History of the Leg Vise
The leg vise was very popular in 19th century America and many examples exist to this day. Leg vises are characterized by their vertical jaws operated by a single screw, placed below the clamping area and above the lower fulcrum part of the jaw. The clamping screw was typically placed around 9 inches from the top of the bench and the fulcrum point was located as close to the floor as possible. A horizontal beam was placed near the bottom of the jaw and slid through a mortise chopped into the bench leg. The leg vise can be visualized as a giant wooden hand screw clamp placed vertically .This form of vise probably evolved from the blacksmith’s iron post vise.
Leg vises typically use the left front leg of the bench as the rear jaw of the vise. The screw of the vise was either threaded into the leg or a separate wooden vise nut was attached to the bench leg. In some instances the leg vise is mounted on sliding rails on the bench face to allow it to be moved to the most advantageous location. The top of the jaws may be flush with the bench top or may be raised above it to allow clamping of irregular shaped parts or allow easier carving.
The biggest issue with leg vises is how to keep the jaws parallel to allow proper clamping. When the screw is tightened both the top and bottom of the jaw are pressed against the leg. Without some method of supporting the bottom of the vise jaw it will angle so severely that clamping will be impossible. (Unless you are clamping a tapered part.)
To solve this issue the horizontal beam mounted at the bottom of the vise jaw has a number of closely spaced holes place in it. This allows a peg to be inserted into the hole which most closely matches the thickness of the work piece. When the work piece is clamped the peg then bears against the bench leg to keep the vise jaw more or less parallel to the leg. The peg must be moved to another hole when clamping thicker or thinner stock.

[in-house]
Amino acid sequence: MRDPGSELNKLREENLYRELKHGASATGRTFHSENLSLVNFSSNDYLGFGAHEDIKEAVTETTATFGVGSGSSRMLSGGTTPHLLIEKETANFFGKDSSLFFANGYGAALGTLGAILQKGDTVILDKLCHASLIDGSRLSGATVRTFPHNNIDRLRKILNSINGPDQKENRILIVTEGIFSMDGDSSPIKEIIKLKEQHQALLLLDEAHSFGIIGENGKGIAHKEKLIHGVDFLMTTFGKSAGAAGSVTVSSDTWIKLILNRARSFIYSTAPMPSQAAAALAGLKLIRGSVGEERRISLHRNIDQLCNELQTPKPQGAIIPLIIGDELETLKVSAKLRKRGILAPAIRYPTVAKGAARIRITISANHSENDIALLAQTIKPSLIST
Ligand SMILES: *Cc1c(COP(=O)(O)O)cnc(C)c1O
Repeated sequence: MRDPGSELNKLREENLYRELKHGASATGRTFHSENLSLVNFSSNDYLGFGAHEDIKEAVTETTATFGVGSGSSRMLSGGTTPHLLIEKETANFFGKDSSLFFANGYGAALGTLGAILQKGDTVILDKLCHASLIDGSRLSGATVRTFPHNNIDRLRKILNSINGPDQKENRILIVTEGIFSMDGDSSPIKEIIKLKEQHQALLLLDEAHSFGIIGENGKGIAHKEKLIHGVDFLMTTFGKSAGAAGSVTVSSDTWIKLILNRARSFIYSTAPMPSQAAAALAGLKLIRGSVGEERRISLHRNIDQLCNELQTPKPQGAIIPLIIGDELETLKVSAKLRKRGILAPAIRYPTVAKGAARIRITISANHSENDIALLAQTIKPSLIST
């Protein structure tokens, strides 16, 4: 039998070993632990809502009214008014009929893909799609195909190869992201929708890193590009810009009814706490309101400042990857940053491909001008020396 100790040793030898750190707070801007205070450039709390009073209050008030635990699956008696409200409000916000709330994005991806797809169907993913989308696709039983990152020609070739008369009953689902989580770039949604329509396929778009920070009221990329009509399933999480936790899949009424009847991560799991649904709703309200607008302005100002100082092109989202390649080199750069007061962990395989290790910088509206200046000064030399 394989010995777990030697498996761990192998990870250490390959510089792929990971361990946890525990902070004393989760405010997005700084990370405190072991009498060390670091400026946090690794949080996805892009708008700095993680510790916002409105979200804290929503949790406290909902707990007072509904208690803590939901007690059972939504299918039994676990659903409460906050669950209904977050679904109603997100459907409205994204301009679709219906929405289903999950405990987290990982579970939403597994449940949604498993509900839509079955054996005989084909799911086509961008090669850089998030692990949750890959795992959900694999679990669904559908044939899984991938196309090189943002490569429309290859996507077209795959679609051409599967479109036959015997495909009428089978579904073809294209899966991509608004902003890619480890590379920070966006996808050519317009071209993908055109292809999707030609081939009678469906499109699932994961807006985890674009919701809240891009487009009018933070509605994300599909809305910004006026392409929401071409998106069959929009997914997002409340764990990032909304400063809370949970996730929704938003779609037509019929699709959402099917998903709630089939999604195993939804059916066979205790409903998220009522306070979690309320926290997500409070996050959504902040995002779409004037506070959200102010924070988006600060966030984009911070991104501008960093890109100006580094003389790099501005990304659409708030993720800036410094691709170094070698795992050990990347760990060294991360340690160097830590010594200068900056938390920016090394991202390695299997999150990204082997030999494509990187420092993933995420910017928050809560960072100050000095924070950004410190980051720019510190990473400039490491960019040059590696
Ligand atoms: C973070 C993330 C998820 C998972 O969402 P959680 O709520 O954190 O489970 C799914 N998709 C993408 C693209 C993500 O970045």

Through the years there were various alternatives developed to replace the horizontal beam and peg to keep the jaw parallel to the leg. Perhaps the simplest method is to place a block of wood, the same thickness as the work piece, between the vise jaw and the leg. Steel ratcheting bars have also been used to create an adjustable lower fulcrum. The best know device used to keep the jaws parallel is the cast iron scissors mechanism that is mounted below the vise screw. It uses two arms that are pinned to the jaw and leg at the top and connected to each other with a pin at the mid-point of the arms. The bottom of each arm rides against metal plates inset into the jaw and leg. This mechanism allows the jaws to be held parallel regardless of how wide the vise is opened. Another variant is the chain parallelism mechanism. This uses a roller chain (similar to bike chain) to automatically keep the jaw parallel to the leg through a system of sprockets that guide the chain from a mounting point on the jaw near the screw to the end of the horizontal beam.
Advantages of Leg Vise
The biggest advantage to the leg vise is the deep throat of the vise. The throat is the distance from the top of the bench to the screw. The large throat allows wide boards to be secured so the edges may be worked. Very long boards can be secured if a board jack is used to support the un-clamped end. Long boards may be clamped vertically by offsetting the board to one side of the vise screw. If the board is very wide, additional clamping may be required to secure the side opposite of the vise.